This section includes equipment to assist with putting on and taking off clothing and footwear.
Compression and/or support hosiery aids may assist you if you have difficulty bending forward to put on or take off compression or support stockings, or stretching them to put over your legs.
Tights aids may assist you if you have difficulty bending forward to put tights on. They are usually a double version of a stocking or sock aid. Some may be flexible, cone shaped aids that are plastic or fabric, usually with two holes at the top where tapes or ropes are attached. Some may be floor standing. Which usually consists of an plastic coated frame with handles.
Sock and stocking aids may assist you if you have difficulty bending forward to put your socks on. There are flexible and rigid styles available, and some are floor standing. Flexible aids are cone shaped and is made of plastic or fabric, usually with two holes at the top where tapes or ropes are attached. Sock aids may have notches at different heights to act as handles. Rigid aids are made from a plastic semi-circular tube with a long handle or two tapes or ribbons attached. Floor standing sock aids usually consist of a plastic coated frame, some have handles. Aids to assist with removing socks are also included in this section.
Dressing sticks and devices usually consist of a wooden or plastic handle with a hook at the end. They may be used to assist with bringing clothes around or pushing them off your shoulders, pulling up zips or straps, tightening or loosening shoelaces, and pushing down trousers, underwear or stockings. You may find a dressing stick useful if you have pain or stiffness in your shoulders or arms, or have use of only one arm. Also included is equipment that may assist with other dressing tasks such as putting on a bra, or pulling up trousers or underpants, and garments that cover the body to enable undressing in a dignified way.
Button and zip aids help do up buttons and zips, which may be useful if you have reduced movement or strength in your hands, or have use of only one hand. Button hooks usually consist of a thick handle and a wire loop. The wire loop is pushed through the button hole and looped over the button, then pulled back through the button hole to fasten. Button hooks can be difficult to use at first and need practice to use effectively, especially with one hand. It may help if the edges of the garment can be held steady, and if the buttonhole is on your relatively more able side. Zip pulls are clip-on rings or pieces of cord with a hook at one end and a tab at the other to assist with fastening zips. These can be useful if you have difficulty gripping a standard zip tag, or difficulty reaching a zip.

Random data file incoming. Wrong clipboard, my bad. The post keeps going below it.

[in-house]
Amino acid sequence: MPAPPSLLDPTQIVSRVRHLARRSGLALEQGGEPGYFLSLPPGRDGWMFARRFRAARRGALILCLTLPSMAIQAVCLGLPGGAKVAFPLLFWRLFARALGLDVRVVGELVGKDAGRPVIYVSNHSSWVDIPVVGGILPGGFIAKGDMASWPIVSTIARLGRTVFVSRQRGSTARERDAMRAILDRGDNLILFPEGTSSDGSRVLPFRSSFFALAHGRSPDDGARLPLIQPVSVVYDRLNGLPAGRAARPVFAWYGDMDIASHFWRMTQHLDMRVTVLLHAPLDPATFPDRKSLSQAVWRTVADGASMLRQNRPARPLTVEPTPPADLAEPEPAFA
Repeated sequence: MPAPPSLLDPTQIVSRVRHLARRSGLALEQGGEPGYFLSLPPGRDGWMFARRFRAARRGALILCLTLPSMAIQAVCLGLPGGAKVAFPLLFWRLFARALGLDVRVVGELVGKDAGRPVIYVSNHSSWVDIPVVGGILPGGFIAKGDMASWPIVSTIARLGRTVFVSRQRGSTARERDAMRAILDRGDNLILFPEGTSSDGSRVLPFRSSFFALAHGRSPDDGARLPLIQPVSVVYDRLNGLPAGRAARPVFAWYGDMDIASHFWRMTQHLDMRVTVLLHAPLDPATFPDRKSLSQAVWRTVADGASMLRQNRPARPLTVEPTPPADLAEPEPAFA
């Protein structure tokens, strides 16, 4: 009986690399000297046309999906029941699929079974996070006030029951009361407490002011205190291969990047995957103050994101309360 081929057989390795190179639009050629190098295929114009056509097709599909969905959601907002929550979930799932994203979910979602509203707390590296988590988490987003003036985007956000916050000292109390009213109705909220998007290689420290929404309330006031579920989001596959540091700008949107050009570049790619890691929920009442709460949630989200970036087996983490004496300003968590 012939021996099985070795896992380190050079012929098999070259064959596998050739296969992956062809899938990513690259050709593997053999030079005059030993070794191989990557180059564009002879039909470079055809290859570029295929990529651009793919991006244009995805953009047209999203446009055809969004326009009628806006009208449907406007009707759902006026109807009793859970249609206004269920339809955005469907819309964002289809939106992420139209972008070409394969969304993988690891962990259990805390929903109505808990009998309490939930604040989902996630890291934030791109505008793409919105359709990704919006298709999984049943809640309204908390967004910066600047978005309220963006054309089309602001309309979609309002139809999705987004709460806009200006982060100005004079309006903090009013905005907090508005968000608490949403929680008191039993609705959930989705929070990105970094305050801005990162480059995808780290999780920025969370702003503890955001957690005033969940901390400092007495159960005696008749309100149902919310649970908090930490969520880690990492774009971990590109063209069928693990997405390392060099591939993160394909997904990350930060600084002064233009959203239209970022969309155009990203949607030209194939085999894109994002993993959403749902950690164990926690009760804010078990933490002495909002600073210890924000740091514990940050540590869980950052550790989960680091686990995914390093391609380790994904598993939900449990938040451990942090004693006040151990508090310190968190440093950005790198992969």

Fastenings for clothing can be used to adapt existing clothing. This includes Velcro fastenings and zips that can be unzipped from either end. These fastenings may be easier to manage than buttons if you have reduced grip or dexterity in your hands and fingers.
Limb supports to assist with dressing are designed to provide dressing support to a person who has had an amputation.
Clothing accessories to aid toileting include those which may assist a user to lift clothing from the floor or prevent the clothing falling to the floor.
Boot levers are usually a rectangular piece of wood or plastic with a 'V' or 'U' shape at one end. They may assist you to remove your boots or shoes without bending down to hold the shoe or boot. To use a boot lever, place the heel of the boot or shoe into the 'V' or 'U' shaped end of the remover. Your other foot should then be positioned on the other end of the remover to hold it steady while you ease your foot out of the boot or shoe.
Long handled shoehorns can assist you if you have difficulty bending to put on your shoes. The shoehorn is placed inside the back of the heel of the shoe, helping to hold the shoe open and provide a smooth surface for your heel to slide down into the shoe. They can also help prevent the back of the heel from collapsing through trying to slide your foot in.
There are several factors to consider when purchasing equipment.
In most instances a complaint should initially be made to the supplier who provided you with the item. CAB has a range of guidelines on their website on making a complaint about poor service or faulty goods. These include complaining by phone, complaining in writing and template letters. CAB advice about making a complaint.
If you are not satisfied with the supplier's response then you may choose to complain to:
Safety incidents involving medical devices can be reported to the Medicines and Healthcare products Regulatory Agency (MHRA) on the GOV UK website www.mhra.gov.uk or their Adverse incident centre hotline 020 3080 7080. The MHRA is the government agency responsible for ensuring that medical devices and medicines work and are acceptably safe. Their definition of 'Medical devices' includes devices used for assisting patients and users, thus many daily living aids such as bath lifts, commodes and walking sticks are medical devices. Any incident involving the safety of a medical device (including safety issues with its instructions for use) should be reported to the MHRA, especially if the incident contributed to, or could have caused injury, life-threatening illness or death.